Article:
7th December 1997
Air UK Fokker overshoots Guernsey runway
A Southampton to Guernsey flight with 50 passengers and four crew came off the end of the runway… and carried on. It went through a hedge and ended up in a field after landing in strong winds, cloud and rain.
The passengers had endured a turbulent descent towards Guernsey Airport and their first attempt at landing had been aborted. It had been obvious that the aircraft would touch down beyond the point where it should if it was to have sufficient safe stopping distance. Even on the second approach, which was successful in getting the aircraft down, it still landed beyond the point where it should, having already covered between a third and a half of the runway’s full length before its wheels made contact.
The crew later described how, once down, it felt like the aircraft was skidding along the concrete surface. It turned uncontrollably to the left, and left the runway while still travelling at around 70 mph (60 knots).
It transpired that the plane had been landing in strong sidewinds which, at 34 knots (40 mph), were five knots (6 mph) higher than the maximum allowed by Air UK’s operations manual. As a result, the pilot couldn’t apply sufficient breaking while simultaneously controlling the aircraft’s trajectory once down on the runway.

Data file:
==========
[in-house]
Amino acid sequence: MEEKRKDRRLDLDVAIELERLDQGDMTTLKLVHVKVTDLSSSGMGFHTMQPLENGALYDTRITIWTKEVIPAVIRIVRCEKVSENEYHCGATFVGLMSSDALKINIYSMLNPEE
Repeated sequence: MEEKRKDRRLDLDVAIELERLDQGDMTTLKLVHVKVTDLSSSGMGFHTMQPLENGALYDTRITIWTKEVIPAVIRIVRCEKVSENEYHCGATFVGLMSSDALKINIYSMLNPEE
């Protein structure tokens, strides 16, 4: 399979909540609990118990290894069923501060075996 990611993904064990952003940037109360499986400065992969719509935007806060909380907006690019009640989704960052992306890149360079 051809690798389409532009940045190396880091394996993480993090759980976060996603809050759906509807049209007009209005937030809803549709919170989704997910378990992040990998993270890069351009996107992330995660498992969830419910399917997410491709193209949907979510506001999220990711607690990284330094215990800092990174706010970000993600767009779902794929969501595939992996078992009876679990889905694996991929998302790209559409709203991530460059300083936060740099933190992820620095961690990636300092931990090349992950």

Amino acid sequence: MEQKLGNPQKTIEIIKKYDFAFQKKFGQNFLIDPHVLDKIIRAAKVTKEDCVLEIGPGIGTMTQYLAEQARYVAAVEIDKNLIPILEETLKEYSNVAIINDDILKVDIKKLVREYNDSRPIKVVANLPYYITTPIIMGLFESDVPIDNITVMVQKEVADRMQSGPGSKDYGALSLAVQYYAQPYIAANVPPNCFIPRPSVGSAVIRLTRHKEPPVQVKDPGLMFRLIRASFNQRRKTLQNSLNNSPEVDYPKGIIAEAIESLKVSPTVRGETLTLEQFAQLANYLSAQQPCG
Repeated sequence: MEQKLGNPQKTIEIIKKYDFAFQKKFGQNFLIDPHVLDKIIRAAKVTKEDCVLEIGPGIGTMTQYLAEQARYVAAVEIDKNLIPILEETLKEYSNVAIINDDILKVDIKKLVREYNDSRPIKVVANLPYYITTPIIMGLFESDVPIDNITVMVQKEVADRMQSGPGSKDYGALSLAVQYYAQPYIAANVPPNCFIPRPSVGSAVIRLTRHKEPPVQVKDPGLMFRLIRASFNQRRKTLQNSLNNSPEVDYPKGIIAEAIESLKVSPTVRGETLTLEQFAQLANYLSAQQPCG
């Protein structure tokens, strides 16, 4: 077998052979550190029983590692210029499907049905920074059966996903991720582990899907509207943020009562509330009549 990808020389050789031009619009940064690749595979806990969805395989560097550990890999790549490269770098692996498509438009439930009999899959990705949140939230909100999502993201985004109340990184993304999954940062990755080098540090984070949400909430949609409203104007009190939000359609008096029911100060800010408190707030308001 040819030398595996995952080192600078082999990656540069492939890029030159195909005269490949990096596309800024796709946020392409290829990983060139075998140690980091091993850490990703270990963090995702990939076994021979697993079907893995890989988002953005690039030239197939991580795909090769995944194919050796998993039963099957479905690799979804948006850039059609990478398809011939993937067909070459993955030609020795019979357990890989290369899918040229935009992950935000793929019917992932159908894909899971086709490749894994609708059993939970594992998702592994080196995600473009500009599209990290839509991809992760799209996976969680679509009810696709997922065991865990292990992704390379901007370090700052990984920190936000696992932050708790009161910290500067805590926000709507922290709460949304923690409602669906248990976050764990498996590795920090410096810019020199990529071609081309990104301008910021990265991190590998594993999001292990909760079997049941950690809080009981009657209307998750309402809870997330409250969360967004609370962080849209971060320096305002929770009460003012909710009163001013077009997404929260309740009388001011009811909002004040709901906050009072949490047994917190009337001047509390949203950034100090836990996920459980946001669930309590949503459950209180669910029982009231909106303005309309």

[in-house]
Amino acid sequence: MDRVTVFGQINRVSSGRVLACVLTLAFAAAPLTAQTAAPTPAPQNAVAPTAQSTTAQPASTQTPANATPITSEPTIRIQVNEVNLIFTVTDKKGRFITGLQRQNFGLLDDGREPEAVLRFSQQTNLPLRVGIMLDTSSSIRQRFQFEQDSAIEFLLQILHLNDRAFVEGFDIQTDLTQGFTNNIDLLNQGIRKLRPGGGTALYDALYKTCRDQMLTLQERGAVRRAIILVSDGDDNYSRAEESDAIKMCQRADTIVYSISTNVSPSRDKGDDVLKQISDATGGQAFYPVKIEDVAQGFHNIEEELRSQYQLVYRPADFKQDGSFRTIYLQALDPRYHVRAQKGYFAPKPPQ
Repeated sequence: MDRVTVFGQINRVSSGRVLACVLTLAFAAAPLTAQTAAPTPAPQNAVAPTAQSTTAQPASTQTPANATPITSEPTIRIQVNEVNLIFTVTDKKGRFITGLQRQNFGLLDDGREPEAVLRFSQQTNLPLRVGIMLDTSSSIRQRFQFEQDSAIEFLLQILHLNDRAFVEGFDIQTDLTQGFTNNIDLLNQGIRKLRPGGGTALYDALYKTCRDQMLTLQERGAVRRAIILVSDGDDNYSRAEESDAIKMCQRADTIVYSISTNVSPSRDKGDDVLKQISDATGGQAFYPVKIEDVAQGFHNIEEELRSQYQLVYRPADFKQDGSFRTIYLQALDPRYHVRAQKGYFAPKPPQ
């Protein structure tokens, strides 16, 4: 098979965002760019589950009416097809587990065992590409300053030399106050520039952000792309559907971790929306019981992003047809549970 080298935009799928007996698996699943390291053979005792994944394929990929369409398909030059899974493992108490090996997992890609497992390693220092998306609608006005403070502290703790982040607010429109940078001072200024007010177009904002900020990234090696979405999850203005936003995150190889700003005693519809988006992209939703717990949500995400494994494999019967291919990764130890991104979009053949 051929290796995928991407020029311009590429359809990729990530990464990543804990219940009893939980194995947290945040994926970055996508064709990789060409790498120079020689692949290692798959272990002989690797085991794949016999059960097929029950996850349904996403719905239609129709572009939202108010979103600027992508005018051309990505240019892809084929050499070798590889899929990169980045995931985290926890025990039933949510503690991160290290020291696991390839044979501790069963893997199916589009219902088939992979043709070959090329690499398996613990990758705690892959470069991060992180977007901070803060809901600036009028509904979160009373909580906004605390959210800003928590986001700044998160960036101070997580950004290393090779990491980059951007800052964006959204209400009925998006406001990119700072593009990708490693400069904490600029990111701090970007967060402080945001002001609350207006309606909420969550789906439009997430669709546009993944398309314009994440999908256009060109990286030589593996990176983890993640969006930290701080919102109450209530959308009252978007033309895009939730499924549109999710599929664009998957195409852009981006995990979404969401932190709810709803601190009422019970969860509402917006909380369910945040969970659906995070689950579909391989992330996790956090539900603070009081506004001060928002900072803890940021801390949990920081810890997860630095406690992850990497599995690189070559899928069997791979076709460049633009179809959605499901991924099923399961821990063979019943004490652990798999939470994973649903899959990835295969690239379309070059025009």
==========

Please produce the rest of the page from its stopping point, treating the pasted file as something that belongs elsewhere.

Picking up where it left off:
Both pilots and two of the passengers were slightly injured, but everyone else was unscathed and, on exiting the aircraft, found themselves standing in the middle of a field. It was another quarter of an hour before they were taken by ambulance, police car and local taxis to the airport building for shelter. The aircraft had to be written off, as it had sustained damage beyond economical repair to its landing gear, right-hand wing, engine and propellor.